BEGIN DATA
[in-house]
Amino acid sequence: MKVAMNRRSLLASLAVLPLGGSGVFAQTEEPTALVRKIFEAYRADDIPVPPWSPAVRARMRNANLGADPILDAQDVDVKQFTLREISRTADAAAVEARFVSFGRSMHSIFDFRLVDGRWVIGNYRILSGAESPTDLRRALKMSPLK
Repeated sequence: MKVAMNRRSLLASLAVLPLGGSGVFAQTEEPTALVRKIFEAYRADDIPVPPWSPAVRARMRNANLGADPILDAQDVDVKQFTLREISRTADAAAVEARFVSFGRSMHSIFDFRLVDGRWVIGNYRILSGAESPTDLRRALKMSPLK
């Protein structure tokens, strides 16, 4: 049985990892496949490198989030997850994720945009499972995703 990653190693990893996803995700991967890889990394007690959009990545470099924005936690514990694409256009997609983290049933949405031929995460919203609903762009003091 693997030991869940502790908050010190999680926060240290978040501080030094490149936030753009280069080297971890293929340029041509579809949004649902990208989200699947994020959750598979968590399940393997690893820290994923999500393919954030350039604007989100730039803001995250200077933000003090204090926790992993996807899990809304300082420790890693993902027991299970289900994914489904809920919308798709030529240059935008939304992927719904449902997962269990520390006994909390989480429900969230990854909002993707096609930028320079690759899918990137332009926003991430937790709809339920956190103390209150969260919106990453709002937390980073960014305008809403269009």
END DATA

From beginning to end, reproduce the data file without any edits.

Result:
[in-house]
Amino acid sequence: MKVAMNRRSLLASLAVLPLGGSGVFAQTEEPTALVRKIFEAYRADDIPVPPWSPAVRARMRNANLGADPILDAQDVDVKQFTLREISRTADAAAVEARFVSFGRSMHSIFDFRLVDGRWVIGNYRILSGAESPTDLRRALKMSPLK
Repeated sequence: MKVAMNRRSLLASLAVLPLGGSGVFAQTEEPTALVRKIFEAYRADDIPVPPWSPAVRARMRNANLGADPILDAQDVDVKQFTLREISRTADAAAVEARFVSFGRSMHSIFDFRLVDGRWVIGNYRILSGAESPTDLRRALKMSPLK
């Protein structure tokens, strides 16, 4: 049985990892496949490198989030997850994720945009499972995703 990653190693990893996803995700991967890889990394007690959009990545470099924005936690514990694409256009997609983290049933949405031929995460919203609903762009003091 693997030991869940502790908050010190999680926060240290978040501080030094490149936030753009280069080297971890293929340029041509579809949004649902990208989200699947994020959750598979968590399940393997690893820290994923999500393919954030350039604007989100730039803001995250200077933000003090204090926790992993996807899990809304300082420790890693993902027991299970289900994914489904809920919308798709030529240059935008939304992927719904449902997962269990520390006994909390989480429900969230990854909002993707096609930028320079690759899918990137332009926003991430937790709809339920956190103390209150969260919106990453709002937390980073960014305008809403269009």